June 10, 2021 | By Hank Cunningham
There is a great divide in inflation forecasting. A large contingent of forecasters, led by the Fed and the Treasury Secretary, believe the current pickup in inflation is transitory and that it will subside after the long-term deflationary factors such as demographics, technological advancements and debt kick in. Another camp views the combination of massive monetary and fiscal accommodation, along with a tight employment market and rising wages, as a cyclical phenomenon and one which will produce higher yields.
The Fed, despite its transitory stance, is tip-toeing towards the first reduction in its bond-buying program. No less than five Fed officials have been quietly espousing a move towards tapering and it was likely discussed at the recent FOMC meeting. Chair Powell will proceed cautiously.
The economic recovery will continue to accelerate and move past pre-pandemic growth levels. It is difficult to see how bond yields can fall from current levels with the ten-year yield substantially below the inflation rate. The recent fall in bond yields may be one more example of “not fighting the Fed.”
At the margin, bonds are expensive and their yields could creep higher, with 2% as a target on the U.S. 10-year Treasury. Credit markets remain healthy. Investors can look forward to modest positive returns.
May 12, 2021 | By Hank Cunningham
After the pause in April, it is likely that bond yields will resume their upward trend. Bonds offer poor value at present levels, especially with rising inflation pushing real yields to even deeper negative territory. The lines are drawn between those forecasting a transitory increase in inflation and those looking ahead to accelerating inflation. With surging commodity prices, firming wages and massive monetary and fiscal stimuli, the odds favour a lasting pickup in inflation. Ultimately, the Fed will need to address its accommodative stance, and at least, move forward the timing of the first hike in the Fed Funds Rate and/or a tapering of its bond purchases. Bond yields should push to 2% and beyond.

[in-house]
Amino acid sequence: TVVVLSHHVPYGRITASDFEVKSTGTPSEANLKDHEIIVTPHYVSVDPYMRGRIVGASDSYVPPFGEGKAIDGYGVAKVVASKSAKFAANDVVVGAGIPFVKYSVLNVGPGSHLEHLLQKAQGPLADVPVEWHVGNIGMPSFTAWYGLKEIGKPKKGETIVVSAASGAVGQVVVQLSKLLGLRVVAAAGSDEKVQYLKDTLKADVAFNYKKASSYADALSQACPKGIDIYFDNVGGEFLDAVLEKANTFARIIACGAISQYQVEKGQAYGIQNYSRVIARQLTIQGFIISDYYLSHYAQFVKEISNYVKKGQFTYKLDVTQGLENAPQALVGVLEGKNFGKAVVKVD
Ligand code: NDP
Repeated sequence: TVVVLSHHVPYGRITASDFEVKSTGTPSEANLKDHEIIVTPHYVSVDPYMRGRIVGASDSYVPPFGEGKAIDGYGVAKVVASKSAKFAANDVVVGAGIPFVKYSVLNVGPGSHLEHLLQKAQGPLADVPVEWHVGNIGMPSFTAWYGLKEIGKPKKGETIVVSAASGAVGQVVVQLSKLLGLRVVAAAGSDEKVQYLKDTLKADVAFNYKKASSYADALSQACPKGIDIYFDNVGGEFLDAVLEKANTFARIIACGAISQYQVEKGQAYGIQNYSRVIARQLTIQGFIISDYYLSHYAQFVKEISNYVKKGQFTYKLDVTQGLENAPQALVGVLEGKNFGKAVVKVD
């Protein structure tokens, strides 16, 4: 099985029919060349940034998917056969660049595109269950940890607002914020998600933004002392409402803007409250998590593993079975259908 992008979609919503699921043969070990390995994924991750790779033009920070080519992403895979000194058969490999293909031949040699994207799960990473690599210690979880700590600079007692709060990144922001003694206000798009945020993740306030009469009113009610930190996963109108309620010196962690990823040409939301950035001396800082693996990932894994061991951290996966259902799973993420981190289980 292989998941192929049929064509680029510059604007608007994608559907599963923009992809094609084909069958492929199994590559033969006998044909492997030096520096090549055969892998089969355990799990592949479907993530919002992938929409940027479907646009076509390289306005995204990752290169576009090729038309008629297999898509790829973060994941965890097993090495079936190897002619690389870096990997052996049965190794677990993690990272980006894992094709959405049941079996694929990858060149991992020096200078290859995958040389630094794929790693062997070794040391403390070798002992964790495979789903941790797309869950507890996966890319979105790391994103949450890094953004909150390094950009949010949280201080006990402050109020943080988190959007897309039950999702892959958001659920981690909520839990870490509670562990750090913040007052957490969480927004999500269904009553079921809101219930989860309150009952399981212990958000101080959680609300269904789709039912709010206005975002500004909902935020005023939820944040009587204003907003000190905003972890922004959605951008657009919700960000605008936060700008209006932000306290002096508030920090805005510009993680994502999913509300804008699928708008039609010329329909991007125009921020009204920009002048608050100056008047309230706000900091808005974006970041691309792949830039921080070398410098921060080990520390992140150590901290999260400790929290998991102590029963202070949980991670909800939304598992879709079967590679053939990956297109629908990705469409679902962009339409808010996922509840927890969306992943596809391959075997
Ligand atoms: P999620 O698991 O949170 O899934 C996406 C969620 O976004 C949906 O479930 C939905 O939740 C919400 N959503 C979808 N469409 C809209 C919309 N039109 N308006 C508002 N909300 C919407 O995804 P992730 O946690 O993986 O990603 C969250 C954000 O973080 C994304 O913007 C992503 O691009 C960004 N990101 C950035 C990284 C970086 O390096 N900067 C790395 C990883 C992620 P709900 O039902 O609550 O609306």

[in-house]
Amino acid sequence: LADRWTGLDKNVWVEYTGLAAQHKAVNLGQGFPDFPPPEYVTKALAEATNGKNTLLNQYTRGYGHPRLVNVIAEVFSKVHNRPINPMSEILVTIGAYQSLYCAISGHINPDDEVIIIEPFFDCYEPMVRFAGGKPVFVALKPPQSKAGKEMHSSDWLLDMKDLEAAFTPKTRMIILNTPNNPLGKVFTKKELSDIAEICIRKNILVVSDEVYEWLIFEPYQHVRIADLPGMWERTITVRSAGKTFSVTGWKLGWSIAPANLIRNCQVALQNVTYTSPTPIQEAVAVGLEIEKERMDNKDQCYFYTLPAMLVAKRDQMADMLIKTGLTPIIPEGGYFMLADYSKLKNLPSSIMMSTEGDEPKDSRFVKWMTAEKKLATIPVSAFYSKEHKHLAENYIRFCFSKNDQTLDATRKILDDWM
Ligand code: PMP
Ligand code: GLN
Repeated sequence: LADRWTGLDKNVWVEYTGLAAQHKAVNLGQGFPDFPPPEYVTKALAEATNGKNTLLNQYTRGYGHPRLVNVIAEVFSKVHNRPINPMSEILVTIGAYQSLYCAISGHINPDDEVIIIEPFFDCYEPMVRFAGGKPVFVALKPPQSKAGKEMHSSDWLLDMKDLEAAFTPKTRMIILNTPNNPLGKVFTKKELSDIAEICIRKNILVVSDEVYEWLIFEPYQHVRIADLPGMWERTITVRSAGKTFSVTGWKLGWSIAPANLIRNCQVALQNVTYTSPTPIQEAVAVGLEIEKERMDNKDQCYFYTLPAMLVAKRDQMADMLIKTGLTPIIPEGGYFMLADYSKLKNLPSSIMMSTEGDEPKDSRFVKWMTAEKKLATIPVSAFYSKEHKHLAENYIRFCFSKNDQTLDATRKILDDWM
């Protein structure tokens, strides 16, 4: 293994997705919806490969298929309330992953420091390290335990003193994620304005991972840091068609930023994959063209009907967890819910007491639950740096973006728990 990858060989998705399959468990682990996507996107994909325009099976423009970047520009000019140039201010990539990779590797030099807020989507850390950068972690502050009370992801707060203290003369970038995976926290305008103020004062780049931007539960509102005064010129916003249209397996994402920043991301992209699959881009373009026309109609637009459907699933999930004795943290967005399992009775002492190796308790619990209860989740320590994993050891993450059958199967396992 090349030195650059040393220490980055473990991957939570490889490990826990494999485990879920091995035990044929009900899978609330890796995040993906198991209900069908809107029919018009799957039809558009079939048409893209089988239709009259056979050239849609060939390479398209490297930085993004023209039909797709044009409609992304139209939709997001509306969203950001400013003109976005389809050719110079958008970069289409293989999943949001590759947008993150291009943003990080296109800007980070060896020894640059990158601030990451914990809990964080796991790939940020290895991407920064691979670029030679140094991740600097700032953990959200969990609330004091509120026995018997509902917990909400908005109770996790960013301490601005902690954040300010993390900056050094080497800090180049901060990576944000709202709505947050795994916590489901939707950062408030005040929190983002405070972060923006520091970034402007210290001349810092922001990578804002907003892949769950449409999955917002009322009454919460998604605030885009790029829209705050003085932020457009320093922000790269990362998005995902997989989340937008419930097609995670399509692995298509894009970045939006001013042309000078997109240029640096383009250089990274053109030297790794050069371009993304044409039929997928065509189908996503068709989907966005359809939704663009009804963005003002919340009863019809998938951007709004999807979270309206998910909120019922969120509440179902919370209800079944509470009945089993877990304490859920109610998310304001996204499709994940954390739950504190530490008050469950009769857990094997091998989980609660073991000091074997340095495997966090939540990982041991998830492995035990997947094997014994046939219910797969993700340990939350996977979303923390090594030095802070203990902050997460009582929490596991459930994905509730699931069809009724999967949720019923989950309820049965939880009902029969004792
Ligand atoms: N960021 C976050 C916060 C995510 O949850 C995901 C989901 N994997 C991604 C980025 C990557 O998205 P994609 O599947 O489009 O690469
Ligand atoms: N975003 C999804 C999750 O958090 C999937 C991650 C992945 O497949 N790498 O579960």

April 13, 2021 | By Hank Cunningham
Higher yields likely lie ahead for bonds; the near-term target is 2% for the ten-year U.S. Treasury and 2.25% later this year.
The factors that led to recent upticks in yields remain in place, principally massive fiscal and monetary stimuli. Consensus had expected that the recovery would return North American economies to pre-pandemic growth rates. This no longer appears to be the case, as the recovery is gaining strength, producing new record highs in key statistics and, importantly, is producing an uptick in inflation, which may not be just transitory. The massive fiscal and monetary stimuli should continue to feed into growth; the Fed has stated its willingness to allow inflation to exceed its 2% target for an uncertain amount of time before taking action to rein in monetary stimulus.
The result will likely be higher bond yields. Corporate yield spreads will remain compressed but corporate bond yields will push higher with the rising government yields.
Thus, fixed income performance will be modest at best.